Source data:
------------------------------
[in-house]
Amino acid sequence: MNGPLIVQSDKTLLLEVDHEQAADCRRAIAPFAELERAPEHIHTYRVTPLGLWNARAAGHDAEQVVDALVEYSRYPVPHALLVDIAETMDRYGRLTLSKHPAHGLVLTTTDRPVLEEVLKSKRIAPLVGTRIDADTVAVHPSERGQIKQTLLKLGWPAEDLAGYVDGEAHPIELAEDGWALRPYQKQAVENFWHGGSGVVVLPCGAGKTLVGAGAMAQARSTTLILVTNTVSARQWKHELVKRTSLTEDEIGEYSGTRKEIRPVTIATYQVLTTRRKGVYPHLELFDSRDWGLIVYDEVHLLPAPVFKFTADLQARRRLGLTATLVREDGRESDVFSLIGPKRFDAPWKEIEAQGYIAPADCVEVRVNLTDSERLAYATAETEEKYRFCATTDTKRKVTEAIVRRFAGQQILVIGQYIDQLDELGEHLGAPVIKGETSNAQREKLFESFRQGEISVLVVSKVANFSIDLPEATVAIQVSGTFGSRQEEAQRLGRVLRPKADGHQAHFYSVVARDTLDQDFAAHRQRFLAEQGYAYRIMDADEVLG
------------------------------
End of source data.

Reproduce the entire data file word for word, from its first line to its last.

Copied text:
[in-house]
Amino acid sequence: MNGPLIVQSDKTLLLEVDHEQAADCRRAIAPFAELERAPEHIHTYRVTPLGLWNARAAGHDAEQVVDALVEYSRYPVPHALLVDIAETMDRYGRLTLSKHPAHGLVLTTTDRPVLEEVLKSKRIAPLVGTRIDADTVAVHPSERGQIKQTLLKLGWPAEDLAGYVDGEAHPIELAEDGWALRPYQKQAVENFWHGGSGVVVLPCGAGKTLVGAGAMAQARSTTLILVTNTVSARQWKHELVKRTSLTEDEIGEYSGTRKEIRPVTIATYQVLTTRRKGVYPHLELFDSRDWGLIVYDEVHLLPAPVFKFTADLQARRRLGLTATLVREDGRESDVFSLIGPKRFDAPWKEIEAQGYIAPADCVEVRVNLTDSERLAYATAETEEKYRFCATTDTKRKVTEAIVRRFAGQQILVIGQYIDQLDELGEHLGAPVIKGETSNAQREKLFESFRQGEISVLVVSKVANFSIDLPEATVAIQVSGTFGSRQEEAQRLGRVLRPKADGHQAHFYSVVARDTLDQDFAAHRQRFLAEQGYAYRIMDADEVLG